Blinded by a Leafy Crown
- Composer: Marie-Claire Saindon
- Publisher: manuscript
- Canadian Composition: Yes
- Duration: 6:20
This work was commissioned by Adleisia, under the artistic direction of Amelia McMahon and Virginie Pacheco. Premiered on April 28th, 2018 in Montreal by Choeur Adleisia and Oriana Women’s Choir of Toronto.
An exquisite, a cappella work for double SSA choir. The texture is largely homophonic, but punctuated in subtle and effective ways with rhythmic variations between the choirs. The tempo is slow, unfolding in very long lines to a dramatic climax. The piece ends quietly.
Composer / Arranger Notes:
In her poem “Leaves”, Sarah Teasdale compares her faiths and beliefs to leaves – of a tree, or, in her very evocative analogy, a crown of leaves. We identify ourselves with our beliefs and often wear them proudly. Yet, such a leafy crown can be blinding. During the course of our lives, some of these beliefs end up leaving us. As they do, painful as the process may be, it does feel like blinders have been removed. All of a sudden, we see the world just a little more clearly.
Blinded by a Leafy Crown, a piece for two treble choirs, begins with the falling of our faiths, one by one, as voices intermingle like autumn leaves: one choir remains on the beat, and the other weaves on through with syncopations. As we look back at the past, during a time when our faiths still had a stronghold, the music becomes joyous and carefree. But it does not last long. When the sadness of the loss of the leaves takes hold, the music grieves a while, until the full realization hits us: “Blinded by a leafy crown / I looked neither up nor down”. This is the most stately moment of the text: simple but to the point. What follows is then a celebration of all the new things we can experience now that we are rid of our old blinders and prejudices. The music swells and expands in ecstasy of our new freedom, and ends in hushed humility and gratitude.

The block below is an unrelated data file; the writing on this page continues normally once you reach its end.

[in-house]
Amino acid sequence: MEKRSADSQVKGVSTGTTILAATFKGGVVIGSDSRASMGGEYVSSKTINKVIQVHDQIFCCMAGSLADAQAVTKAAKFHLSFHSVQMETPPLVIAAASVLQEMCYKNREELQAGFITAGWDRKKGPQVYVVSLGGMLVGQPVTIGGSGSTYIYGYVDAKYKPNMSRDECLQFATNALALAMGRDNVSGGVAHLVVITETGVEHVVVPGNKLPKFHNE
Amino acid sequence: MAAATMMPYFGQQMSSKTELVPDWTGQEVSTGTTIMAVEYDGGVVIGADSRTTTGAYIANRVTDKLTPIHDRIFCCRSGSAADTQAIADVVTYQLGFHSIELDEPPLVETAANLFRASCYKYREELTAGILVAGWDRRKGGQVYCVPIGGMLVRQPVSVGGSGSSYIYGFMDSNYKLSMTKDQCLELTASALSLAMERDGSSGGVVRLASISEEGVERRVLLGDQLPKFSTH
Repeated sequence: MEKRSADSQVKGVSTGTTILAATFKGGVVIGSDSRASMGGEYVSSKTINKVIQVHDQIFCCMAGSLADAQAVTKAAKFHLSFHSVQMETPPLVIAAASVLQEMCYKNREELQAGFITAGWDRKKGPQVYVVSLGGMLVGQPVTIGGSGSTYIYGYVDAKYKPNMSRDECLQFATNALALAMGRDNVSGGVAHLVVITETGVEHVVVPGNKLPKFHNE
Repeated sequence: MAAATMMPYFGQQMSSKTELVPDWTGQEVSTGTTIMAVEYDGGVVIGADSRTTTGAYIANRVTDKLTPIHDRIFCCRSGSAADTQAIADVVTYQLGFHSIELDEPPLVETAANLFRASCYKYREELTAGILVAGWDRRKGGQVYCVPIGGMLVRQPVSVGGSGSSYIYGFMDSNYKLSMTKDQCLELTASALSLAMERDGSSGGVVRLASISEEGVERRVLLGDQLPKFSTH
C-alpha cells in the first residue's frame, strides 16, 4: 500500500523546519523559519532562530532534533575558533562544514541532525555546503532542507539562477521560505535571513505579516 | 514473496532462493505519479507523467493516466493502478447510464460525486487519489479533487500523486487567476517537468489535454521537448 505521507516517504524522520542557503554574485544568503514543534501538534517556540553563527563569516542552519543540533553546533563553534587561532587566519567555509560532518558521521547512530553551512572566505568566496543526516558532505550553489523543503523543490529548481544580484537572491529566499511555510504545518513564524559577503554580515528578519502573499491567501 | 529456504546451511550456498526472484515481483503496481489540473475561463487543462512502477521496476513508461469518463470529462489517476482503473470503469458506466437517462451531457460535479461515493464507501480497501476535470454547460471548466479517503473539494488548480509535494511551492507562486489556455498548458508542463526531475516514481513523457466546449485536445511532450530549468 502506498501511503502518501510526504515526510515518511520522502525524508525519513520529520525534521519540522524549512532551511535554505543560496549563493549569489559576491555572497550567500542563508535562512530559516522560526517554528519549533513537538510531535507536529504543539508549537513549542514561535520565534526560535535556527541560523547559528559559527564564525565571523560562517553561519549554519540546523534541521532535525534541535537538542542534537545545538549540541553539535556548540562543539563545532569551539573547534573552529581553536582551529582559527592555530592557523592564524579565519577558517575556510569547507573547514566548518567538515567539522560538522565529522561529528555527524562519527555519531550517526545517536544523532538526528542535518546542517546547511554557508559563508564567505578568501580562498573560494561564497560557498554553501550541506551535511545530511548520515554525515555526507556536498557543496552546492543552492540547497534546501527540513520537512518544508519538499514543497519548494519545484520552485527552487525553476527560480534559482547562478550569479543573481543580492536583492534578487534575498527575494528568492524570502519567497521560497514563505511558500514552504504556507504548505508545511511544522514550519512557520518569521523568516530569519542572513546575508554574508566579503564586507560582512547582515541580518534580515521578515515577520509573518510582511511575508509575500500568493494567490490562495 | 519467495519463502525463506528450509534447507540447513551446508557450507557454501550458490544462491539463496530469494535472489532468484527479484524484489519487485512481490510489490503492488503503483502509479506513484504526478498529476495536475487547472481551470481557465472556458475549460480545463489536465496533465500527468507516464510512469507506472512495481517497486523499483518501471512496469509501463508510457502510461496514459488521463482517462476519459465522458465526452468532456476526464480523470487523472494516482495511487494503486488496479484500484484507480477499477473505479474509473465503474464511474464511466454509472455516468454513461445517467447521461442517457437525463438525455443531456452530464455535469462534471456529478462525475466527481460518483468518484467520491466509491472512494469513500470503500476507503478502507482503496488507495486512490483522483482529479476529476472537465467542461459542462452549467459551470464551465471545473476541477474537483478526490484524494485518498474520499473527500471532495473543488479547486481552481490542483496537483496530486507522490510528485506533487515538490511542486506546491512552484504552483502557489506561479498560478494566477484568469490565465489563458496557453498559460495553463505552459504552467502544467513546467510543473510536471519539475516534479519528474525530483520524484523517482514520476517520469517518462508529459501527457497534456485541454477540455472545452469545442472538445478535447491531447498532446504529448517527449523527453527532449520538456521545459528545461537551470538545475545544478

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By Sarah Teasdale
One by one, like leaves from a tree
All my faiths have forsaken me;
But the stars above my head
Burn in white and delicate red,
And beneath my feet the earth
Brings the sturdy grass to birth.
I who was content to be
But a silken-singing tree,
But a rustle of delight
In the wistful heart of night–
I have lost the leaves that knew
Touch of rain and weight of dew.
Blinded by a leafy crown
I looked neither up nor down–
But the little leaves that die
Have left me room to see the sky;
Now for the first time I know
Stars above and earth below.